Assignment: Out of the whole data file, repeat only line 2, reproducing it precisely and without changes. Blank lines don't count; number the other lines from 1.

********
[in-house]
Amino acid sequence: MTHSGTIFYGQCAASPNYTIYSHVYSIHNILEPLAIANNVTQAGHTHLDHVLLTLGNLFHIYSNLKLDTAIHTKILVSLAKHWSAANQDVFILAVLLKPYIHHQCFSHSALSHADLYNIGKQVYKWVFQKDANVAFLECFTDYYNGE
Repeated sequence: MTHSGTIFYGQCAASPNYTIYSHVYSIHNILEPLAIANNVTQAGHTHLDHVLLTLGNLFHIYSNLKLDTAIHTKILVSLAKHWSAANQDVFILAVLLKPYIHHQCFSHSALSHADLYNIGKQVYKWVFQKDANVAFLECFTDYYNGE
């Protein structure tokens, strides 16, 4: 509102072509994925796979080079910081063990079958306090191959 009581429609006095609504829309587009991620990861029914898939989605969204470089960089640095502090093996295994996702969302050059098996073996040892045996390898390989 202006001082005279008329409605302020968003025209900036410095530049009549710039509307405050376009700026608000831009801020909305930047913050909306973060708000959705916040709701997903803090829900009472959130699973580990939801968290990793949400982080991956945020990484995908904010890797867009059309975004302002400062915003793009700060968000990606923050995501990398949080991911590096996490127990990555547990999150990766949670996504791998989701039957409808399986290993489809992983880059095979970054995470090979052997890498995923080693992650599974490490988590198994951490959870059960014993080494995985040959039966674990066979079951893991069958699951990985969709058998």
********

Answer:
Amino acid sequence: MTHSGTIFYGQCAASPNYTIYSHVYSIHNILEPLAIANNVTQAGHTHLDHVLLTLGNLFHIYSNLKLDTAIHTKILVSLAKHWSAANQDVFILAVLLKPYIHHQCFSHSALSHADLYNIGKQVYKWVFQKDANVAFLECFTDYYNGE